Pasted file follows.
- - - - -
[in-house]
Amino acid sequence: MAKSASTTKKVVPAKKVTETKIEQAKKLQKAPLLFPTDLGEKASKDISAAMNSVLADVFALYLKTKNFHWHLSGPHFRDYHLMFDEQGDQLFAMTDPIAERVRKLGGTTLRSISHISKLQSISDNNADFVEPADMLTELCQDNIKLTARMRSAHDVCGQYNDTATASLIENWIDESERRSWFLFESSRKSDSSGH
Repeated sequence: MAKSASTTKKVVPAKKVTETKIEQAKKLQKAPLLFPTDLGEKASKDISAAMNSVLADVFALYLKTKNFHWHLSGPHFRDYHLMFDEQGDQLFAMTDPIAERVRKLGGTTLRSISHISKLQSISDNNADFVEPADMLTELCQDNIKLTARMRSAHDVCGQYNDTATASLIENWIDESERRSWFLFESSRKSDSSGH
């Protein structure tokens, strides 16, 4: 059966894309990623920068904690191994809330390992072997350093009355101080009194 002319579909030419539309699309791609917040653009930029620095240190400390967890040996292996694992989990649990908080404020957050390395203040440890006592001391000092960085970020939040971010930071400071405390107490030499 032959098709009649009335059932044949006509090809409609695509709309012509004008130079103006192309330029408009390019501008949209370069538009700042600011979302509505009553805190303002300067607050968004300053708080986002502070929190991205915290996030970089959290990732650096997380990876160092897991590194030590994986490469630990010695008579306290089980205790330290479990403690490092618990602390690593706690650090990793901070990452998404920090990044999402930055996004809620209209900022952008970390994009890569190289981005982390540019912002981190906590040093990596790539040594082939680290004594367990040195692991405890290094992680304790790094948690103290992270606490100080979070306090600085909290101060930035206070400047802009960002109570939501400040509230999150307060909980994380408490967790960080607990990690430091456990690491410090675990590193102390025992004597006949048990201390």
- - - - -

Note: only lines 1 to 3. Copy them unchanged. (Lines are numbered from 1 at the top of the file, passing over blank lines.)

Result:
[in-house]
Amino acid sequence: MAKSASTTKKVVPAKKVTETKIEQAKKLQKAPLLFPTDLGEKASKDISAAMNSVLADVFALYLKTKNFHWHLSGPHFRDYHLMFDEQGDQLFAMTDPIAERVRKLGGTTLRSISHISKLQSISDNNADFVEPADMLTELCQDNIKLTARMRSAHDVCGQYNDTATASLIENWIDESERRSWFLFESSRKSDSSGH
Repeated sequence: MAKSASTTKKVVPAKKVTETKIEQAKKLQKAPLLFPTDLGEKASKDISAAMNSVLADVFALYLKTKNFHWHLSGPHFRDYHLMFDEQGDQLFAMTDPIAERVRKLGGTTLRSISHISKLQSISDNNADFVEPADMLTELCQDNIKLTARMRSAHDVCGQYNDTATASLIENWIDESERRSWFLFESSRKSDSSGH